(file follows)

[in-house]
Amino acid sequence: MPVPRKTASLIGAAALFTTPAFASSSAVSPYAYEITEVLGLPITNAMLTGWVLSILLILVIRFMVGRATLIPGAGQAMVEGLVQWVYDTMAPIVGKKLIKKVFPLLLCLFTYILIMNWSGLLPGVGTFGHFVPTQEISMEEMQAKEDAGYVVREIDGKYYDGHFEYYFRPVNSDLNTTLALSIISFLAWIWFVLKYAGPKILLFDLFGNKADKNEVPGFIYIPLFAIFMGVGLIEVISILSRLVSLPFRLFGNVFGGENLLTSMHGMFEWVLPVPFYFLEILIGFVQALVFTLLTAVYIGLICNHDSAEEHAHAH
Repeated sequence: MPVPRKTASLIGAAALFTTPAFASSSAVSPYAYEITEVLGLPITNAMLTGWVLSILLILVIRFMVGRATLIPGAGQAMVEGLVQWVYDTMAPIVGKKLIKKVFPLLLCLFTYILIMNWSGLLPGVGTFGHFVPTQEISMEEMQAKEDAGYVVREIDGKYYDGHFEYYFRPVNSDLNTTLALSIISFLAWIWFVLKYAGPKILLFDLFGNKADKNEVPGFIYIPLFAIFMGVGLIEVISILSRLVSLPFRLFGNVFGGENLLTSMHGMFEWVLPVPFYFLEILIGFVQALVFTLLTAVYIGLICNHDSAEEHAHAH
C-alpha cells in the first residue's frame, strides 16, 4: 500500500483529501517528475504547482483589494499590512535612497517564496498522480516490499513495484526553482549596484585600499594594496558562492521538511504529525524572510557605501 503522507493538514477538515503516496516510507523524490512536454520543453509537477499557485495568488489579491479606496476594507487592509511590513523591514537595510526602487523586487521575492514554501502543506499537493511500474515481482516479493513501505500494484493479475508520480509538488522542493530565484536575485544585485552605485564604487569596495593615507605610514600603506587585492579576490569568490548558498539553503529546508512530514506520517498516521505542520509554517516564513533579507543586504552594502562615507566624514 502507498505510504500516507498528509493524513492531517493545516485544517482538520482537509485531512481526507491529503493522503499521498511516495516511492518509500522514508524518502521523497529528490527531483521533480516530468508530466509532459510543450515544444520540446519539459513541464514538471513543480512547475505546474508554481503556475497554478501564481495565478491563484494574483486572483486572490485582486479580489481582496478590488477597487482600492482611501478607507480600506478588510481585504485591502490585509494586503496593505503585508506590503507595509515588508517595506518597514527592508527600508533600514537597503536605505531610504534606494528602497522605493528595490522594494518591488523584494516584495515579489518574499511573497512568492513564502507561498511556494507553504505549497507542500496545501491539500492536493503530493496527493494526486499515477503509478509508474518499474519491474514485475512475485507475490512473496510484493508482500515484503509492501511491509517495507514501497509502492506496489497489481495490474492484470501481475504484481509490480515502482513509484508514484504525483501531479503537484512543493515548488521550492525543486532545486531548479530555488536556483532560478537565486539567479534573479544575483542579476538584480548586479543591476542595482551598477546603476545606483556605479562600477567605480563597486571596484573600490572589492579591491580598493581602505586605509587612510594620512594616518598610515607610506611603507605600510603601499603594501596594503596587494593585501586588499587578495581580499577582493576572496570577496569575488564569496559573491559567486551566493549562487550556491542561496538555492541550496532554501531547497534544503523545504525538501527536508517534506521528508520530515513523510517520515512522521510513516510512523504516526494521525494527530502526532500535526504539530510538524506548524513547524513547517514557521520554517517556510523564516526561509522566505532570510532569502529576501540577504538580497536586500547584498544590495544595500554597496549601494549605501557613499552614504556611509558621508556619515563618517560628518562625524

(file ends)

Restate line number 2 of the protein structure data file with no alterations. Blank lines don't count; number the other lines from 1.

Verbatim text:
Amino acid sequence: MPVPRKTASLIGAAALFTTPAFASSSAVSPYAYEITEVLGLPITNAMLTGWVLSILLILVIRFMVGRATLIPGAGQAMVEGLVQWVYDTMAPIVGKKLIKKVFPLLLCLFTYILIMNWSGLLPGVGTFGHFVPTQEISMEEMQAKEDAGYVVREIDGKYYDGHFEYYFRPVNSDLNTTLALSIISFLAWIWFVLKYAGPKILLFDLFGNKADKNEVPGFIYIPLFAIFMGVGLIEVISILSRLVSLPFRLFGNVFGGENLLTSMHGMFEWVLPVPFYFLEILIGFVQALVFTLLTAVYIGLICNHDSAEEHAHAH